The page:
What is a music distribution deal? Why would an artist and his or her independent label sign a distribution deal? Is this a good thing for SZA and TDE?
Those are the questions I’ve asked myself recently about SZA’s new deal with RCA.
A few months ago, I wrote about some of the possible reasons behind SZA’s album delay. While some of the reasons that I mentioned could have been correct, it was announced that she signed a deal with RCA for her album, Ctrl, that will be released sometime this summer. Since she is still signed to Top Dawg Entertainment, it’s safe to assume that SZA’s deal with RCA is one mainly for distribution, a deal similar to the deals that Kendrick Lamar and ScHoolboy Q have with Interscope.
I’ve been interested in learning more about music distribution deals since I have read of indie labels like TDE and Jamla doing them in recent years. But, because I learned this via research for a previous post on black-owned labels, I’m familiar that this concept is not a new thing. Many small and indie labels have had distribution deals with major labels. Artists like The Isley Brothers distributed some of their music from T-Neck Records (that were recorded in the late sixties, early seventies) via labels like Buddah Records, which was owned by and distributed music via Sony Music Entertainment. Roc-A-Fella distributed Reasonable Doubt via Priority Records, a label that once distributed via Universal Music Group. In the case of Kendrick Lamar and ScHoolboy Q, both TDE artists have distribution deals with Interscope Records, which is possible because Interscope is owned by Universal Music Group.
So what is a distribution deal? According to an article from The Balance, a manufacturing and distribution deal is where the distributor pays for the manufacturing costs of releasing an album. It’s known to be specific to the distribution of physical albums, but it’s also applied to digital distribution. Now when some people think of a music distributor, they don’t think of a major label. But, the three major labels, which are Universal Music Group, Sony Music Entertainment, and Warner Music Group, have distribution capabilities within their labels, which makes deals like these possible.
But why would an indie label and their artist(s) sign a distribution deal with a major label?
An indie label will sign a distribution deal for some of the reasons why an artist may sign to a major label: because of the money, influence, and experience that the distribution label has in releasing something on a bigger level compared to the indie label.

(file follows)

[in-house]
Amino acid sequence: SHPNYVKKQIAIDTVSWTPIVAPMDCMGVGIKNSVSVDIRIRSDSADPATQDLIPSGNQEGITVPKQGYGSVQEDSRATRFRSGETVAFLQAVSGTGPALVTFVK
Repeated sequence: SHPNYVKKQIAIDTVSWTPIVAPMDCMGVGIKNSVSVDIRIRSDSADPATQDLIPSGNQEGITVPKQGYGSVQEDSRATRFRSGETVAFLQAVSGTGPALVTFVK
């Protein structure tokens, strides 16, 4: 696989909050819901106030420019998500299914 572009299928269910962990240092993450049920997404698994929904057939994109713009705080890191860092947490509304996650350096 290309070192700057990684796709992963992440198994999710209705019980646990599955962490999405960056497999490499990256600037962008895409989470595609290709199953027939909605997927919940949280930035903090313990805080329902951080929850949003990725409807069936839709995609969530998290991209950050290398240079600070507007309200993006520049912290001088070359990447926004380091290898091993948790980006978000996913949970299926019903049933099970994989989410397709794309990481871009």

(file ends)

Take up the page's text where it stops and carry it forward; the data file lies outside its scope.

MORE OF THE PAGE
Of course, there are positives and negatives to signing a deal like this, such as the ones discussed in the article I mentioned earlier. In the case of SZA, there are more positives than negatives. TDE has done a lot in building her career thus far. However, with her growing (and demanding) fanbase as well as her sound (which can be very different from her TDE label mates), a label like RCA could do wonders in helping her, in conjunction with TDE, become an even bigger and more well-known artist than she already is. Also, TDE sells the physical copies of their artist’s albums — other than the ones distributed via major labels — via their website, which doesn’t do as many numbers compared to the streaming and digital downloads. The backing of RCA would do a lot for her in physical sales and in the mass marketing of the album. Plus, RCA Records is owned by Sony, one of the three major labels, which means they have the manpower and influence to do big things.
But, we also can’t forget about the negatives. The major negative that I have, other than ownership of the artist’s work, is the relationship that an artist has with their label. With the alleged issues that Tinashe has or had with RCA in terms of her music being released, a lack of attention, and control (or ctrl) – which people occasionally mention in reference to SZA’s relationship with TDE – is something that is a cause for concern. This may not be an issue because of the entities involved in the deal, but it’s something that will sit in the back of my mind.
We don’t know what the details are of SZA’s deal. I’m also concerned that there will be a change in direction of her sound and her look. But with the things that she and TDE have done, the deal should enhance all of what they have done in the past. I believe that there will be more good things coming from her deal. One thing is that I can look forward to a new album from her this summer. Until then, I’ll vibe out to “Love Galore.”
To learn more about the legal aspects of music distribution deals, I’d suggest reading this detailed post from Legally Speaking about the different deals a label may make.